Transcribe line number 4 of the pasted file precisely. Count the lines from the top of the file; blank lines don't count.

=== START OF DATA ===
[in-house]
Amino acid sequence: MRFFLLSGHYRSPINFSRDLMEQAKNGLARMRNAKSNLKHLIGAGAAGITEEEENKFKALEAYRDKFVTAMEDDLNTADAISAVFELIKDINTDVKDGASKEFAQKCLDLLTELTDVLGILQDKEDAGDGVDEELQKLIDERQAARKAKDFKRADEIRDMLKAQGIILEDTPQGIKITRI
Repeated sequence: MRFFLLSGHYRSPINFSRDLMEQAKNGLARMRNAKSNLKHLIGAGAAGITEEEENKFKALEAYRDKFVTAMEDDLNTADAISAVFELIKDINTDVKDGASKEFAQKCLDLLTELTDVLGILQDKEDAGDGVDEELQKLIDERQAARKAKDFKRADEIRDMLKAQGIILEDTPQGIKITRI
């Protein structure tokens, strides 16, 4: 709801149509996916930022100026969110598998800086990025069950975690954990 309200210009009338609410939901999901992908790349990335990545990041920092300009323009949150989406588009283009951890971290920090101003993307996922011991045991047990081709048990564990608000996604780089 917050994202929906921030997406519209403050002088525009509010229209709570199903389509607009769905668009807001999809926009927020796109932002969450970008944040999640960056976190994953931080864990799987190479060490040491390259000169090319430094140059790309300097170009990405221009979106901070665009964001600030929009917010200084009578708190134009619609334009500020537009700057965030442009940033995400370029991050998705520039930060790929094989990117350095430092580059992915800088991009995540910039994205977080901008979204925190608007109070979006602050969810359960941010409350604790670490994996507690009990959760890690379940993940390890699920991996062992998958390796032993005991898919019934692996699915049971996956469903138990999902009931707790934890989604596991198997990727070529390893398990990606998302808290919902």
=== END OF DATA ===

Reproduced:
């Protein structure tokens, strides 16, 4: 709801149509996916930022100026969110598998800086990025069950975690954990 309200210009009338609410939901999901992908790349990335990545990041920092300009323009949150989406588009283009951890971290920090101003993307996922011991045991047990081709048990564990608000996604780089 917050994202929906921030997406519209403050002088525009509010229209709570199903389509607009769905668009807001999809926009927020796109932002969450970008944040999640960056976190994953931080864990799987190479060490040491390259000169090319430094140059790309300097170009990405221009979106901070665009964001600030929009917010200084009578708190134009619609334009500020537009700057965030442009940033995400370029991050998705520039930060790929094989990117350095430092580059992915800088991009995540910039994205977080901008979204925190608007109070979006602050969810359960941010409350604790670490994996507690009990959760890690379940993940390890699920991996062992998958390796032993005991898919019934692996699915049971996956469903138990999902009931707790934890989604596991198997990727070529390893398990990606998302808290919902």